OpenAI’s ChatGPT has suffered its first major personal data breach.
The breach came during a March 20 outage and exposed payment-related and other personal information of 1.2% of the ChatGPT Plus subscribers who were active during a specific nine-hour window, according to a blog post by OpenAI Friday, March 24.
“In the hours before we took ChatGPT offline on Monday, it was possible for some users to see another active user’s first and last name, email address, payment address, the last four digits (only) of a credit card number, and credit card expiration date. Full credit card numbers were not exposed at any time,” OpenAI officials wrote today.
What’s the big message to marketers and customer experience professionals? Fascinating as the world’s most popular chatbot is — and how it can aid marketing and customer experience campaigns — this is another avenue where people feed technology with personal data. And data privacy is paramount. Look no further than US Congress’ grilling this week of TikTok’s CEO.
Open-Source Bug Led to Breach Discoveries
Why did OpenAI take ChatGPT offline in the first place? Officials said they found a bug in an open-source library, which allowed some users to see titles from another active user’s chat history. “It’s also possible that the first message of a newly created conversation was visible in someone else’s chat history if both users were active around the same time,” OpenAI officials said.
The company patched the bug and reported technical details of this problem. However, as the company patched the bug, that’s when it discovered the same bug may have caused breach of more personal data.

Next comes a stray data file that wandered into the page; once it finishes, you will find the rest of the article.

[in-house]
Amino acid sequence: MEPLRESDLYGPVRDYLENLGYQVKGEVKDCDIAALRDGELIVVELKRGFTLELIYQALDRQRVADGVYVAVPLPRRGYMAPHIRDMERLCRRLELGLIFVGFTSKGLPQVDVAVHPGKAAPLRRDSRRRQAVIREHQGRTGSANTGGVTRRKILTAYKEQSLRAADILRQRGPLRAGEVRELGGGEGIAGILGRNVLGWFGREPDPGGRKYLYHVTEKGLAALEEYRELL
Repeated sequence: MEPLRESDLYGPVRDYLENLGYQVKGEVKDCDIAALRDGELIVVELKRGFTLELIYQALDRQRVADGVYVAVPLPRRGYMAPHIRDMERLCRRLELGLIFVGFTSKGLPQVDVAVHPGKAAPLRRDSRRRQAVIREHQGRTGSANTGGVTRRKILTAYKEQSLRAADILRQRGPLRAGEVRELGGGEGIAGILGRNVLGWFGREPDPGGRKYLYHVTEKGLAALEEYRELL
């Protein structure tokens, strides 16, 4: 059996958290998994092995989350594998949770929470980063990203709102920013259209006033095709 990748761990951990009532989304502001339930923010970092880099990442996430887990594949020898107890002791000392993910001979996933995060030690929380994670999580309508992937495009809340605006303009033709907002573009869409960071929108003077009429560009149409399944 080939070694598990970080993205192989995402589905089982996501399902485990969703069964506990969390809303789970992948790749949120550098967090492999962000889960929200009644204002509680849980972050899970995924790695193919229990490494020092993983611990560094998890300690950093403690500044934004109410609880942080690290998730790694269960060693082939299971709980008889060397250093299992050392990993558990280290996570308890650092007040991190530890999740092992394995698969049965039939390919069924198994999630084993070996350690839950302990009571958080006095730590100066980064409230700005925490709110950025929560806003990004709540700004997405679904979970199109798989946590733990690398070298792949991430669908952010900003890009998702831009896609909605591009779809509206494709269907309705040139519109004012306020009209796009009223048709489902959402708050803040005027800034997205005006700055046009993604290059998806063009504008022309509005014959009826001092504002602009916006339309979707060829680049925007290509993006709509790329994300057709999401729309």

Number of People Exposed in Data Breach ‘Extremely Low’
How many people’s personal data got exposed? OpenAI claims the number of users whose data was actually revealed to someone else “is extremely low.” They explained why. ChatGPT Plus subscribers would have needed to do one of the following:
Open a subscription confirmation email sent on Monday, March 20, between 1 a.m. and 10 a.m. PT. Due to the bug, some subscription confirmation emails generated during that window were sent to the wrong users. These emails contained the last four digits of another user’s credit card number, but full credit card numbers did not appear. It’s possible that a small number of subscription confirmation emails might have been incorrectly addressed prior to March 20, although we have not confirmed any instances of this.
In ChatGPT, click on “My account,” then “Manage my subscription” between 1 a.m. and 10 a.m. Pacific time on Monday, March 20. During this window, another active ChatGPT Plus user’s first and last name, email address, payment address, the last four digits (only) of a credit card number, and credit card expiration date might have been visible. It’s possible that this also could have occurred prior to March 20, although we have not confirmed any instances of this. “We have reached out to notify affected users that their payment information may have been exposed. We are confident that there is no ongoing risk to users’ data,” OpenAI officials said. “Everyone at OpenAI is committed to protecting our users’ privacy and keeping their data safe. It’s a responsibility we take incredibly seriously. Unfortunately, this week we fell short of that commitment, and of our users’ expectations. We apologize again to our users and to the entire ChatGPT community and will work diligently to rebuild trust.”